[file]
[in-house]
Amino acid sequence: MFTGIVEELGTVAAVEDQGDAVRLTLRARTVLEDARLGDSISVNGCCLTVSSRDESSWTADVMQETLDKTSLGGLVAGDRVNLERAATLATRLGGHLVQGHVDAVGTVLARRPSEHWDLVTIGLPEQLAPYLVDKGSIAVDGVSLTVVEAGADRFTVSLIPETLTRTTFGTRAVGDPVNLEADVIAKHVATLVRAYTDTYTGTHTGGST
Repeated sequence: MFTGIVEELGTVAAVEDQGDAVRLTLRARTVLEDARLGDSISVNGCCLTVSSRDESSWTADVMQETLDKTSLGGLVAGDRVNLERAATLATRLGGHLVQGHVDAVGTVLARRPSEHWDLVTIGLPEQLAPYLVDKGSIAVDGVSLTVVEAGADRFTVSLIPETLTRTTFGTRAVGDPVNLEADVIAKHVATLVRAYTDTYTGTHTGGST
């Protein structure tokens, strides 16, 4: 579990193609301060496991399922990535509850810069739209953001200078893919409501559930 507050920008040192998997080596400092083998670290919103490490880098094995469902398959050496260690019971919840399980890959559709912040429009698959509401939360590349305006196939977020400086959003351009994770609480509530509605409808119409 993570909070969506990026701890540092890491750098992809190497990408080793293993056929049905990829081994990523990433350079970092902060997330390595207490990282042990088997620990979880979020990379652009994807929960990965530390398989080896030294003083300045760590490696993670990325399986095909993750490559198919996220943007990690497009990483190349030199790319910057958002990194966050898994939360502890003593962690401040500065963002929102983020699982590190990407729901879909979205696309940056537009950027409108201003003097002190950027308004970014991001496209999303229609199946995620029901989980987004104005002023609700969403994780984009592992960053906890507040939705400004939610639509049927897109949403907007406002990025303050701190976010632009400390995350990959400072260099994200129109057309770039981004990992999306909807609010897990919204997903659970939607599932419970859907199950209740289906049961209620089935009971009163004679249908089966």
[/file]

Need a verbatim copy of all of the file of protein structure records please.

[in-house]
Amino acid sequence: MFTGIVEELGTVAAVEDQGDAVRLTLRARTVLEDARLGDSISVNGCCLTVSSRDESSWTADVMQETLDKTSLGGLVAGDRVNLERAATLATRLGGHLVQGHVDAVGTVLARRPSEHWDLVTIGLPEQLAPYLVDKGSIAVDGVSLTVVEAGADRFTVSLIPETLTRTTFGTRAVGDPVNLEADVIAKHVATLVRAYTDTYTGTHTGGST
Repeated sequence: MFTGIVEELGTVAAVEDQGDAVRLTLRARTVLEDARLGDSISVNGCCLTVSSRDESSWTADVMQETLDKTSLGGLVAGDRVNLERAATLATRLGGHLVQGHVDAVGTVLARRPSEHWDLVTIGLPEQLAPYLVDKGSIAVDGVSLTVVEAGADRFTVSLIPETLTRTTFGTRAVGDPVNLEADVIAKHVATLVRAYTDTYTGTHTGGST
């Protein structure tokens, strides 16, 4: 579990193609301060496991399922990535509850810069739209953001200078893919409501559930 507050920008040192998997080596400092083998670290919103490490880098094995469902398959050496260690019971919840399980890959559709912040429009698959509401939360590349305006196939977020400086959003351009994770609480509530509605409808119409 993570909070969506990026701890540092890491750098992809190497990408080793293993056929049905990829081994990523990433350079970092902060997330390595207490990282042990088997620990979880979020990379652009994807929960990965530390398989080896030294003083300045760590490696993670990325399986095909993750490559198919996220943007990690497009990483190349030199790319910057958002990194966050898994939360502890003593962690401040500065963002929102983020699982590190990407729901879909979205696309940056537009950027409108201003003097002190950027308004970014991001496209999303229609199946995620029901989980987004104005002023609700969403994780984009592992960053906890507040939705400004939610639509049927897109949403907007406002990025303050701190976010632009400390995350990959400072260099994200129109057309770039981004990992999306909807609010897990919204997903659970939607599932419970859907199950209740289906049961209620089935009971009163004679249908089966």